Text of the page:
Graduation Year


Document Type

Campus Only Senior Thesis

Degree Name

Bachelor of Arts


Legal Studies

Reader 1

Jennifer Groscup

Reader 2

Mark Golub

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The focus of the first chapter, Fitting the Environmental Justice Movement into the Legal System and Current Laws, explores the ways in which the EJ movement has tried to achieve justice through the formal pathways. These strategies involve the use of civil rights laws and utilize the legacies of similar cases and movements for justice. Lawsuits provide meaningful modes of progress outside of the courts, especially in raising awareness of certain issues but most importantly in fostering connections between different networks and collectives that fight for EJ and against intersecting oppressions. The strengths of the EJ movement are in its grassroot organizing and building coalitions across movements. In a lot of cases the expertise of impacted communities that is informed by their lived experiences, through a coalition of activists, scholars, and lawyers, are turned into practical expertise as recognized by institutions and authority in order to achieve progress. This paper highlight the limits of the legal system in the U.S. that fail to provide justice as they are often the perpetrators of injustices and violence toward marginalized communities.

In the following chapter, Environmental Justice Calls for Communities without Prisons, connections are made between the EJ movement and the prison industrial complex. Explored are legal cases and lawsuits against unjust prison landscapes that impact not just prisoners but their surrounding communities and even those beyond. Scholars such as David Pellow and Ruth Gilmore are referred to in order to illustrate how environmental injustice is a form of criminalization of marginalized communities and state sanctioned violence. The work of prisoner-led initiatives is highlighted and so are cases involving prisons underscoring the importance of building relationships between people on the inside and outside in addressing the issue of environmental injustice but also domination within our society as a whole. The work uplifts the environmental justice movement and the work it’s accomplished in resisting injustice. Discussed in closing is how transformative EJ embraces abolition in envisioning free and just futures for all.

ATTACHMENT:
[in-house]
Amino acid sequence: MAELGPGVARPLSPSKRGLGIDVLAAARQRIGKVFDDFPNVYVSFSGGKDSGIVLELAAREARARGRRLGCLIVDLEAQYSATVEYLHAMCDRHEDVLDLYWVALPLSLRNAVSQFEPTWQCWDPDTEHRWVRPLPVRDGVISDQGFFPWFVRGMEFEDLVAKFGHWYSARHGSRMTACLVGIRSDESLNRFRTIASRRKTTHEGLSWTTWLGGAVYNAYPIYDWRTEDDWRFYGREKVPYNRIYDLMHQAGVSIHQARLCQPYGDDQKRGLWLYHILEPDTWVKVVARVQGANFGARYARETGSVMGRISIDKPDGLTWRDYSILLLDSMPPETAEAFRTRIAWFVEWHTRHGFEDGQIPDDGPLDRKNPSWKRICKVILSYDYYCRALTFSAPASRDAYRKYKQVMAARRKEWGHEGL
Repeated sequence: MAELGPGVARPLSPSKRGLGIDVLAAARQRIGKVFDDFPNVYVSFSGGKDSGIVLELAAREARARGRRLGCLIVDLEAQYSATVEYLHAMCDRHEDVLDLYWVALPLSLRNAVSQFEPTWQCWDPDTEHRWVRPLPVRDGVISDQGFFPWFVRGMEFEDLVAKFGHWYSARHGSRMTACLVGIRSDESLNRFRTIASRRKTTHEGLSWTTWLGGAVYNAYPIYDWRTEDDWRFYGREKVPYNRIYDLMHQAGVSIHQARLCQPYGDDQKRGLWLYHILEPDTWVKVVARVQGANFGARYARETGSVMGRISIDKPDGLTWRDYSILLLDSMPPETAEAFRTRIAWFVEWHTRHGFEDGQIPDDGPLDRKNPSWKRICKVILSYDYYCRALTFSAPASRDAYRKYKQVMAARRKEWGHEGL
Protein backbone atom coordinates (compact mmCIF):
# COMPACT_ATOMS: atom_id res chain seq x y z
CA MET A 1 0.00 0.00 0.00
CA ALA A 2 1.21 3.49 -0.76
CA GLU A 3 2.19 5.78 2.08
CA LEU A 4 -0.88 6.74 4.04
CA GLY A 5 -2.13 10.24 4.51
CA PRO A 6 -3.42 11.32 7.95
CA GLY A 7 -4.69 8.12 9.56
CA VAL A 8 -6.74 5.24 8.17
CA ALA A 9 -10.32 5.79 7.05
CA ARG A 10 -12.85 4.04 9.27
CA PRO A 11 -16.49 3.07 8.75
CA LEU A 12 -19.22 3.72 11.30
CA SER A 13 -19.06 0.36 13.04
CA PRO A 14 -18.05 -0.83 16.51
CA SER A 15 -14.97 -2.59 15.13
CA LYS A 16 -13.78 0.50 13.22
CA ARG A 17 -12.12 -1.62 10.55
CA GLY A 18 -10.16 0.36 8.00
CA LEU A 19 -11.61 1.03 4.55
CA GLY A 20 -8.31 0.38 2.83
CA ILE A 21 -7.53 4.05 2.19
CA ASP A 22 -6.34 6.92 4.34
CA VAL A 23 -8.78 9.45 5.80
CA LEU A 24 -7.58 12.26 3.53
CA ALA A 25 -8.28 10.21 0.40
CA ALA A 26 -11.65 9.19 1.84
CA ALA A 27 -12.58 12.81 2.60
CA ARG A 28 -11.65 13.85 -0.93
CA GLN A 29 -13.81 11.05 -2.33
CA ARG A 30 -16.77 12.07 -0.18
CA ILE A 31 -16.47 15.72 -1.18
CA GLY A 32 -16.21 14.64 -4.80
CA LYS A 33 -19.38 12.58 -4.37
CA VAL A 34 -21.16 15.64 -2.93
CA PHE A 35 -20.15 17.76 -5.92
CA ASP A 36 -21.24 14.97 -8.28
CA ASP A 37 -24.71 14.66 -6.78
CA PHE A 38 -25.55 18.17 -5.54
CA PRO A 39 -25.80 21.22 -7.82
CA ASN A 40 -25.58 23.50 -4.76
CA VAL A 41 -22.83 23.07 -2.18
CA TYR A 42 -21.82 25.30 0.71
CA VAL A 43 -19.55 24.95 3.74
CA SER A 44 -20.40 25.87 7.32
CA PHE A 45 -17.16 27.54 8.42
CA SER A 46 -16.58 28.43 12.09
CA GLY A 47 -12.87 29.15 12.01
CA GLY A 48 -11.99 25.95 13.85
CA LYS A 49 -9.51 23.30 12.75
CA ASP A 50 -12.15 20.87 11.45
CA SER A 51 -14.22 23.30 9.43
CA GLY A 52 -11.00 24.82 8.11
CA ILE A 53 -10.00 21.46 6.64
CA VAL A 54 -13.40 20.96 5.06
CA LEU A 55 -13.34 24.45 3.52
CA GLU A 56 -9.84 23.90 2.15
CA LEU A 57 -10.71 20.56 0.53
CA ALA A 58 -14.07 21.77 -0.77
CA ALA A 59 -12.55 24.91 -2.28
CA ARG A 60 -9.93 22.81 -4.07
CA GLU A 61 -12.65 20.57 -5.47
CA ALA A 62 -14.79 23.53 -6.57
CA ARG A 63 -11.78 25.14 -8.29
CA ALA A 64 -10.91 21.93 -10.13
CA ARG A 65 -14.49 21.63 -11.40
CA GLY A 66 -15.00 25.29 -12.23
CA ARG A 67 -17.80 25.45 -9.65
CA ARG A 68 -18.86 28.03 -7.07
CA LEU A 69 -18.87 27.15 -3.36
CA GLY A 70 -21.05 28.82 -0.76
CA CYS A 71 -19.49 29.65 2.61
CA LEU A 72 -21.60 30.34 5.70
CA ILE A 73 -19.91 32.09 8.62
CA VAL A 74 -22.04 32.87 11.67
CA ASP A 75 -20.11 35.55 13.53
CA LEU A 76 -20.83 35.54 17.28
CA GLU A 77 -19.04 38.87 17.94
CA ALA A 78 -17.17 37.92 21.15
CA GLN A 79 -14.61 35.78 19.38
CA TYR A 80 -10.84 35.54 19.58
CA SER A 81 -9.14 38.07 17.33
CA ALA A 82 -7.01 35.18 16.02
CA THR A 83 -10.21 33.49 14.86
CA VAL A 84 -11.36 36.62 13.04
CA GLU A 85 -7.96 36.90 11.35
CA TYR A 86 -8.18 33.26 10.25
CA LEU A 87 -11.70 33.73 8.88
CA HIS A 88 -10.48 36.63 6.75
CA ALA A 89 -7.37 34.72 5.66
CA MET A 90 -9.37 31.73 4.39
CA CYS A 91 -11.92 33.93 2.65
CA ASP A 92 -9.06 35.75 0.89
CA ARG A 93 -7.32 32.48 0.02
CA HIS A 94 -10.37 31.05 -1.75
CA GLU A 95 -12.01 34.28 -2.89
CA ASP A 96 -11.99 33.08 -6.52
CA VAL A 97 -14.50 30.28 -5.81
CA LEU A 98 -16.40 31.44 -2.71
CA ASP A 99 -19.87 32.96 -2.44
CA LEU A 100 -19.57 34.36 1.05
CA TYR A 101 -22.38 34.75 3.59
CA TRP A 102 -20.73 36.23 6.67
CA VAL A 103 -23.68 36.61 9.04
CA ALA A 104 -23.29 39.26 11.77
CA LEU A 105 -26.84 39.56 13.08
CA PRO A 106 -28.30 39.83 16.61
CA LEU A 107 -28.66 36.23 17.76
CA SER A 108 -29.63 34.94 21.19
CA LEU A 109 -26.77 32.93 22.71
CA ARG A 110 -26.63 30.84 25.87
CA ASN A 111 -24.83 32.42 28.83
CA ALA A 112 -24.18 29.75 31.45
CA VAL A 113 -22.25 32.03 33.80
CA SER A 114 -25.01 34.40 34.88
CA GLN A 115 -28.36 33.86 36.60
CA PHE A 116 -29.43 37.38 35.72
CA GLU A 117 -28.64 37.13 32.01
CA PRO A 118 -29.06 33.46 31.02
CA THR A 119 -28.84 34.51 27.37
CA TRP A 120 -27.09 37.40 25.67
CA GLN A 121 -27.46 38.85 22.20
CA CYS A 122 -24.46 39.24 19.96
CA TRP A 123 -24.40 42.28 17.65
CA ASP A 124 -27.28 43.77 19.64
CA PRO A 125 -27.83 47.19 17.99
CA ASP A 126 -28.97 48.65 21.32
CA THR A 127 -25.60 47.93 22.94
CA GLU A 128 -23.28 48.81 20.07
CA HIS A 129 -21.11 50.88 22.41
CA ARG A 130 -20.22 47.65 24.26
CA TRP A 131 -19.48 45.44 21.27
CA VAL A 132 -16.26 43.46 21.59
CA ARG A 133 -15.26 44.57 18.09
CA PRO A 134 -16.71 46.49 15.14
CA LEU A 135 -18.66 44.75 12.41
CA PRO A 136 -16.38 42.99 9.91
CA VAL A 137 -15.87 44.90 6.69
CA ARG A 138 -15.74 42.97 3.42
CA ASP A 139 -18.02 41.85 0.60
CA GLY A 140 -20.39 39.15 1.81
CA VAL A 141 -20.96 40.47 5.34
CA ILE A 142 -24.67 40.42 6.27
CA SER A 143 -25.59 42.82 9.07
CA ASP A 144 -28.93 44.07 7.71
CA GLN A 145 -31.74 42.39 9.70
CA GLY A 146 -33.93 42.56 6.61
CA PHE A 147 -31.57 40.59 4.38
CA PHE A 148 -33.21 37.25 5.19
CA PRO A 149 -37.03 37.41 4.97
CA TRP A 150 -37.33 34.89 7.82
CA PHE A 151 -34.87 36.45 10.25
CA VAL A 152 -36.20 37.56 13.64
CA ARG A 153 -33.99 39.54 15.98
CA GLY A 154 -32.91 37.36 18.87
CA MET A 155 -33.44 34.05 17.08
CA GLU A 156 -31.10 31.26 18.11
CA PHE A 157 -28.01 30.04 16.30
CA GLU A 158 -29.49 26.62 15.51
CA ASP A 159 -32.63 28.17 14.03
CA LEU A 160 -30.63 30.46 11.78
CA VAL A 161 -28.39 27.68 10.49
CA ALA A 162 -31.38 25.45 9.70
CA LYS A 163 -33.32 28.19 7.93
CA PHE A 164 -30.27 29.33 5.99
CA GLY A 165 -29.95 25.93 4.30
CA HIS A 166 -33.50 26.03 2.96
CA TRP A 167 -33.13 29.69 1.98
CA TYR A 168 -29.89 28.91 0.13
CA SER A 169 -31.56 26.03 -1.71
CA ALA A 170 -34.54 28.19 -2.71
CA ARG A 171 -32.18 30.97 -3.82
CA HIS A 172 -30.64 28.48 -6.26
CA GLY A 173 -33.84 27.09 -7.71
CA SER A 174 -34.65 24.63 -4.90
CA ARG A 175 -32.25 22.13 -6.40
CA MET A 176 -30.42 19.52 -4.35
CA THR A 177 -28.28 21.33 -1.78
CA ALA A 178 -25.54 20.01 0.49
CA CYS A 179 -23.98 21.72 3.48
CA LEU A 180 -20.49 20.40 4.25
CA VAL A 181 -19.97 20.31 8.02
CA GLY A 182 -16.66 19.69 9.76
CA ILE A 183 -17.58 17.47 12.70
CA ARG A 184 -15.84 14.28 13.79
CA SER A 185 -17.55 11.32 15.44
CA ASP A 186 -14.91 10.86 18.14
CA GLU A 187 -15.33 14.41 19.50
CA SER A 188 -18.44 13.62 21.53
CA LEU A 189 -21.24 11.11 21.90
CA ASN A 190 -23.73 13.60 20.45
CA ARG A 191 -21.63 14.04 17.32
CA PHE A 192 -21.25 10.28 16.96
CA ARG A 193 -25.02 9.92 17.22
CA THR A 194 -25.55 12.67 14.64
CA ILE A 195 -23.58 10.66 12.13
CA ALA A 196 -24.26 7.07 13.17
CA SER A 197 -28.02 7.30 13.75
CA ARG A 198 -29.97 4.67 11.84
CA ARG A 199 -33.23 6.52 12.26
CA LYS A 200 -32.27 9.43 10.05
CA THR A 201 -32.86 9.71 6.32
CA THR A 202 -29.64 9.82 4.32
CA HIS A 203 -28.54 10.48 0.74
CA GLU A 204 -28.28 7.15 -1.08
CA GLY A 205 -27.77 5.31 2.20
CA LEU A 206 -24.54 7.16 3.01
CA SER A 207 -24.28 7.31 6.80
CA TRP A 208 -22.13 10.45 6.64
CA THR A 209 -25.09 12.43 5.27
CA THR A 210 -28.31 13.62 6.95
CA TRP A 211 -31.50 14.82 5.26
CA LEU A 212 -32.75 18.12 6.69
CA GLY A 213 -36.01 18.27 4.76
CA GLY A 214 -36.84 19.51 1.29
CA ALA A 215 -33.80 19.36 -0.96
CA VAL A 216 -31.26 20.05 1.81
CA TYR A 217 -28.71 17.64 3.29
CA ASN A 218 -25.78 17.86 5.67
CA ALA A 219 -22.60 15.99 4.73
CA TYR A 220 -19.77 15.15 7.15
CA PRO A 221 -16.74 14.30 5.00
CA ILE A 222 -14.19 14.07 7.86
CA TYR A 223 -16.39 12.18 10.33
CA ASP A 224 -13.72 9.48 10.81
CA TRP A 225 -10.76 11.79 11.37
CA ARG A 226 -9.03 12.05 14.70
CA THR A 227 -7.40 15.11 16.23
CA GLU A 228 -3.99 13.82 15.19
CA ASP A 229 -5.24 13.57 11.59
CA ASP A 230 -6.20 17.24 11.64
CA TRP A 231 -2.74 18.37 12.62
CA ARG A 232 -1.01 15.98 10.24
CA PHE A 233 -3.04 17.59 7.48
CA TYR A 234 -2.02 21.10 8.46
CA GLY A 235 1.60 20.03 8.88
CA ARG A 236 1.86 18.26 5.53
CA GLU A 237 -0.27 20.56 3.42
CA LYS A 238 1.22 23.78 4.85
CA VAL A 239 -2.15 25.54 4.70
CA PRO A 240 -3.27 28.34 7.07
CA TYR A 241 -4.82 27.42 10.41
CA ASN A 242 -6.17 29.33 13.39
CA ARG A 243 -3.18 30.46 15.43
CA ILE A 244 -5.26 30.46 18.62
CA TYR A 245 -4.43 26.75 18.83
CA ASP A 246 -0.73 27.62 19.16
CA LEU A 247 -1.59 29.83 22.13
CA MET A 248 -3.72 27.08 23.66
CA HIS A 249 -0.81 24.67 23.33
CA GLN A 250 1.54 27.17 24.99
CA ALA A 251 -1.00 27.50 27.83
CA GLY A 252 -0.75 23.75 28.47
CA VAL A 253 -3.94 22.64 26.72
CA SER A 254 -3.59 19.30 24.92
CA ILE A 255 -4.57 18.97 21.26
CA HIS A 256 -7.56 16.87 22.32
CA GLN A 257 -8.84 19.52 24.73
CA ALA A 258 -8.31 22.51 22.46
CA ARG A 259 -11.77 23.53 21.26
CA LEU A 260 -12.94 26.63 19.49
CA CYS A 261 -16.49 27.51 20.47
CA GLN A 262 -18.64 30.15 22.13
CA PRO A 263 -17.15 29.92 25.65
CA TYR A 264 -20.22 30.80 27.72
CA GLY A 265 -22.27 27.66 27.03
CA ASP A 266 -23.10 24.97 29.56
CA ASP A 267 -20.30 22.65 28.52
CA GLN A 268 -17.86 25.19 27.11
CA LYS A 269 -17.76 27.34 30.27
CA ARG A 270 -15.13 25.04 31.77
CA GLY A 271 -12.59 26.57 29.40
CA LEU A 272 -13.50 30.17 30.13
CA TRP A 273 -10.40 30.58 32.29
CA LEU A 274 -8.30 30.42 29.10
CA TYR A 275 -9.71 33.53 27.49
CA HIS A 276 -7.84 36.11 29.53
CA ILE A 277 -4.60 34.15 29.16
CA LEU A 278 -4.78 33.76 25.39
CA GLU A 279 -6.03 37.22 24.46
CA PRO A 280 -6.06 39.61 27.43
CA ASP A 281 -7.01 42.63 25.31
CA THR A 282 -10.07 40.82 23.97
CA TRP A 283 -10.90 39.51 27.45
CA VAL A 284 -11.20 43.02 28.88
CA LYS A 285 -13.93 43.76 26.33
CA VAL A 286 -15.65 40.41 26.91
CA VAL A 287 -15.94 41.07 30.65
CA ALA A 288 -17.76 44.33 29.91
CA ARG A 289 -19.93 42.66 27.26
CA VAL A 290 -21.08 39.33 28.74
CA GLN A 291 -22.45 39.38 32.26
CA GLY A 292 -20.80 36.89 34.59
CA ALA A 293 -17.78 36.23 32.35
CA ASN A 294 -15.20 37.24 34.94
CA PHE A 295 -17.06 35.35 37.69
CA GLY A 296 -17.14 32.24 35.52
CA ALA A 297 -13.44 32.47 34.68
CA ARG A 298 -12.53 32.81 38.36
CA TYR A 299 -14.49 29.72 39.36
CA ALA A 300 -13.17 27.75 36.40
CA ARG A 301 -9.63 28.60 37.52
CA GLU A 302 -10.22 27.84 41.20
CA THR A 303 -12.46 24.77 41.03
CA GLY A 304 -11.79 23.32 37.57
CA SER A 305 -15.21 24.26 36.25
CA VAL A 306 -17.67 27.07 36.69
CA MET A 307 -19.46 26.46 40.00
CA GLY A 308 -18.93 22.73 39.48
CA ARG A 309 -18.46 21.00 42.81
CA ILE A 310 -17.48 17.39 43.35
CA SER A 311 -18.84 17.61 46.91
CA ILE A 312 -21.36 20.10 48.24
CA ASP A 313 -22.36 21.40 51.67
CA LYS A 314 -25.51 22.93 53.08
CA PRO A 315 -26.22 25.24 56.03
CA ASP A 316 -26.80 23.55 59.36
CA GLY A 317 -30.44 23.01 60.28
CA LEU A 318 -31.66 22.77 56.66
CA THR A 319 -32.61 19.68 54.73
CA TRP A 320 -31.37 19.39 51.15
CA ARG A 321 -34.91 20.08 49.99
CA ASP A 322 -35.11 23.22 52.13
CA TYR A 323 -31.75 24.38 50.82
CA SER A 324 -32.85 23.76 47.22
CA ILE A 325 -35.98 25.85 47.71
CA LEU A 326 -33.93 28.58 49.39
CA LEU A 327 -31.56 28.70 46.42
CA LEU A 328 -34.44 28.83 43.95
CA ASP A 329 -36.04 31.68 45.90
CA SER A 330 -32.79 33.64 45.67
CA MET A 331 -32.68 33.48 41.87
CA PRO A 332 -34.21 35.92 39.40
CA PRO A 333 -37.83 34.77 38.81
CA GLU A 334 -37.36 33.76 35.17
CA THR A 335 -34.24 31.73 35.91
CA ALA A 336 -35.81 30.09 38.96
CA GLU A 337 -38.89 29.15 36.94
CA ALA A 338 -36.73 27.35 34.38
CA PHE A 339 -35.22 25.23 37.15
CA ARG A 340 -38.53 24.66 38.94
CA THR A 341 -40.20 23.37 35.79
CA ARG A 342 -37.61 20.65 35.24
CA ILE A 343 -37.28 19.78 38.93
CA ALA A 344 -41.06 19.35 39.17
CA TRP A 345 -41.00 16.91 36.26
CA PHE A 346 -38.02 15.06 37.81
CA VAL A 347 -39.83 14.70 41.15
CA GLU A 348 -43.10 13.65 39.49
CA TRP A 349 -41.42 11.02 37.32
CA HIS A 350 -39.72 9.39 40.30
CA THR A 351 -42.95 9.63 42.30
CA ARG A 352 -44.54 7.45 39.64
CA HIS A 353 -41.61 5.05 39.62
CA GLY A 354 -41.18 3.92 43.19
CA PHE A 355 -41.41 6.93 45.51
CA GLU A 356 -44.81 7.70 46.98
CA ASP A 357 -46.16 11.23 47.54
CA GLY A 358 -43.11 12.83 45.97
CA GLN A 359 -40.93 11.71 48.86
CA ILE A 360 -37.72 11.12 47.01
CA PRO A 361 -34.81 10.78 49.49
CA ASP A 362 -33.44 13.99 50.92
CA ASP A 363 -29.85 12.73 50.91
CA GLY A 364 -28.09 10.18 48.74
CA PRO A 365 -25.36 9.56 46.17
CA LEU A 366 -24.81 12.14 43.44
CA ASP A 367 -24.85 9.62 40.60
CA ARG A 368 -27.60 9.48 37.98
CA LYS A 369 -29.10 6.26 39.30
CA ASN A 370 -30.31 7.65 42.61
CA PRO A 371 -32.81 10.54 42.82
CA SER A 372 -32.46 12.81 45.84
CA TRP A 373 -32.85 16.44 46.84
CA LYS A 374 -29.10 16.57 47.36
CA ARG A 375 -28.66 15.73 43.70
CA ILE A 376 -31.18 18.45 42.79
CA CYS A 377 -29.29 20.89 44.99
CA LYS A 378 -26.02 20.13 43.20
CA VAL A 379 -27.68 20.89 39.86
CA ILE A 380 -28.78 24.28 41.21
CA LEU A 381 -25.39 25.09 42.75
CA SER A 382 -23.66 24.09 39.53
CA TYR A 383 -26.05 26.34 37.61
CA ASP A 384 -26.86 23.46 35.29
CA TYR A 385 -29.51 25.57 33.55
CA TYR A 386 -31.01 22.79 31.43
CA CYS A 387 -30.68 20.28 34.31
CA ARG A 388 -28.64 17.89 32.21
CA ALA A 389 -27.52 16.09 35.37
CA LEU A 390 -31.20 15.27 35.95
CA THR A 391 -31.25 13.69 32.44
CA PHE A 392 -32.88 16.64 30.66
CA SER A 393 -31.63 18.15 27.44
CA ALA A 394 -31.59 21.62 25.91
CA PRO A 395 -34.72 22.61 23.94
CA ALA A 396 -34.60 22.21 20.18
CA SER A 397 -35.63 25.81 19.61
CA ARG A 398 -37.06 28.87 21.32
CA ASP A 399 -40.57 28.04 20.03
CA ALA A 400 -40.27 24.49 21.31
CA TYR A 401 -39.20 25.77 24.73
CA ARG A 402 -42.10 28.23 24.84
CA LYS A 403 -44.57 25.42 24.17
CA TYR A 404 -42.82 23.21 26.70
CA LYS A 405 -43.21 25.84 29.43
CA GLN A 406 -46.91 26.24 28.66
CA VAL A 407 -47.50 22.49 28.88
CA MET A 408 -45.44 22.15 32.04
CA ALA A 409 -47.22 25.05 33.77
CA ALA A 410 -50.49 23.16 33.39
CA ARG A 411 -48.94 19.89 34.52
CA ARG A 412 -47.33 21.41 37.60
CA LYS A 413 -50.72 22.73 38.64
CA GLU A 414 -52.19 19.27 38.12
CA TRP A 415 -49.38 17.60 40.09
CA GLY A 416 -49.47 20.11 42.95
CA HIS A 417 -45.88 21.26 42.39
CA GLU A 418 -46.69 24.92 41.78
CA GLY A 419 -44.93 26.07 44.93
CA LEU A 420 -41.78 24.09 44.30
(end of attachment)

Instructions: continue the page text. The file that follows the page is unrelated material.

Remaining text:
This thesis is restricted to the Claremont Colleges current faculty, students, and staff.